ACES ON BRIDGE
It used to be that once someone preempted to show a weak hand, they did not act again. The partner of the preemptor tends to know more about the hand than the preemptor himself, and the partner should therefore be allowed to make the last decision. The common exception to this rule is when the responder wants to ask the preemptor’s opinion, as in today’s auction.
When South doubles the three-club opener, West has useful three-card support and so much shape that a good save could easily be in the offing. A fit jump to four diamonds excites East. Over North’s responsive double, East’s call of four notrump shows the double fit and asks West which suit he wants to play in. However, when South bids five spades, North raises to slam.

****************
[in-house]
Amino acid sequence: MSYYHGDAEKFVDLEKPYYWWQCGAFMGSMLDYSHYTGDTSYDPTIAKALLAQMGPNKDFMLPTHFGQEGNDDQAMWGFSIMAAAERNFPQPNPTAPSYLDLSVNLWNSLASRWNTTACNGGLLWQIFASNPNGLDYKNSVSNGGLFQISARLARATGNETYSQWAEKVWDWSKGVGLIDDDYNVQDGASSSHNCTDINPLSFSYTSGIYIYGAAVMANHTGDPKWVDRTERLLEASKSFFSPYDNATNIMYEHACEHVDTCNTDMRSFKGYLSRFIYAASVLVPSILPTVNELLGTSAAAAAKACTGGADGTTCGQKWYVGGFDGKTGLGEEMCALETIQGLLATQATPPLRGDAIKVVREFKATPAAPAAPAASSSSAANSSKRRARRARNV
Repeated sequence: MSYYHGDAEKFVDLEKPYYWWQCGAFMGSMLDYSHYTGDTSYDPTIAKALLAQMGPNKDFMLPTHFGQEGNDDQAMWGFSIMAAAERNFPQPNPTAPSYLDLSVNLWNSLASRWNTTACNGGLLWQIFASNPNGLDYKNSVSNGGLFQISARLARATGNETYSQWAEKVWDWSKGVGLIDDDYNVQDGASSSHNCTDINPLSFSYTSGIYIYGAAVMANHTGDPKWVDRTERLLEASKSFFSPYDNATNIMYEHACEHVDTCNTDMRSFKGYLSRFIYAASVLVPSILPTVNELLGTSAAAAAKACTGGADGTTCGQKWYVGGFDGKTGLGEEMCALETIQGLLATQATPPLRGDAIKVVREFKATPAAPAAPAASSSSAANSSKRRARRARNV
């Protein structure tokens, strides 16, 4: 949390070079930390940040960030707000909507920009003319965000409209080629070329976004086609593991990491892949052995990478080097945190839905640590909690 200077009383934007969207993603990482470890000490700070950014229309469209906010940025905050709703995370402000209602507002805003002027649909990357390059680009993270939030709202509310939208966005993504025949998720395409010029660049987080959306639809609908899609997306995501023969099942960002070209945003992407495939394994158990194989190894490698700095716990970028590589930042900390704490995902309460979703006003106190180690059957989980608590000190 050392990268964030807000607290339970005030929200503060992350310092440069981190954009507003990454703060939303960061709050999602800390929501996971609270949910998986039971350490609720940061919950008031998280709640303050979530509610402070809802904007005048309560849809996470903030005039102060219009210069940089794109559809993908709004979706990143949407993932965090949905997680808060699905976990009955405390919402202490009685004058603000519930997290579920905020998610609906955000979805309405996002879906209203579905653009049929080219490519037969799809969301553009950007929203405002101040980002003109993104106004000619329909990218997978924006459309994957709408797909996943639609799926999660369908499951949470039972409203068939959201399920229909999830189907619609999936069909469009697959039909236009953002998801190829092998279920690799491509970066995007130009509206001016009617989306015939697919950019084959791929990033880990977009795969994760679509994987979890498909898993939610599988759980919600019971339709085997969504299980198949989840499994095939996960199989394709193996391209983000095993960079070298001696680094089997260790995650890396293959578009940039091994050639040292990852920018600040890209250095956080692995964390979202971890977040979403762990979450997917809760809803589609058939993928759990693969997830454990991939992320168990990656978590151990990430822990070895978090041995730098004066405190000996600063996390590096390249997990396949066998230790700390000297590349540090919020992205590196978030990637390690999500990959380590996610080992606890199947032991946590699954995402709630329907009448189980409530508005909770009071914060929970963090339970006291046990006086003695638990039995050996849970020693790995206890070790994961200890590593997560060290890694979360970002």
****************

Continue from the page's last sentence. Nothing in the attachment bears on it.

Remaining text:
It could be right to take out insurance by saving at the seven-level, but East has a surprise heart void, so he takes a chance that one of his side’s minor-suit winners will stand up. To attract the heart ruff at trick one, East doubles, which can hardly be for straight penalty here. Instead, it is a Lightner double, asking for an unusual lead. If East had passed, West might have chosen to save.
Since East would not have doubled if he wanted a club or diamond lead (the normal leads here), West gives his partner a ruff at trick one, leading the heart nine as a suit-preference signal for diamonds. East ruffs and underleads his diamond ace for a further heart ruff and 500 out of nowhere.
Notice that East acted not once after his preempt, but twice!
ANSWER: Your partner could have hearts and clubs, intending to pull four spades to five clubs. There is therefore a good case for bidding four hearts, showing your suits up the line. With significantly better spades than hearts, you might take the other approach.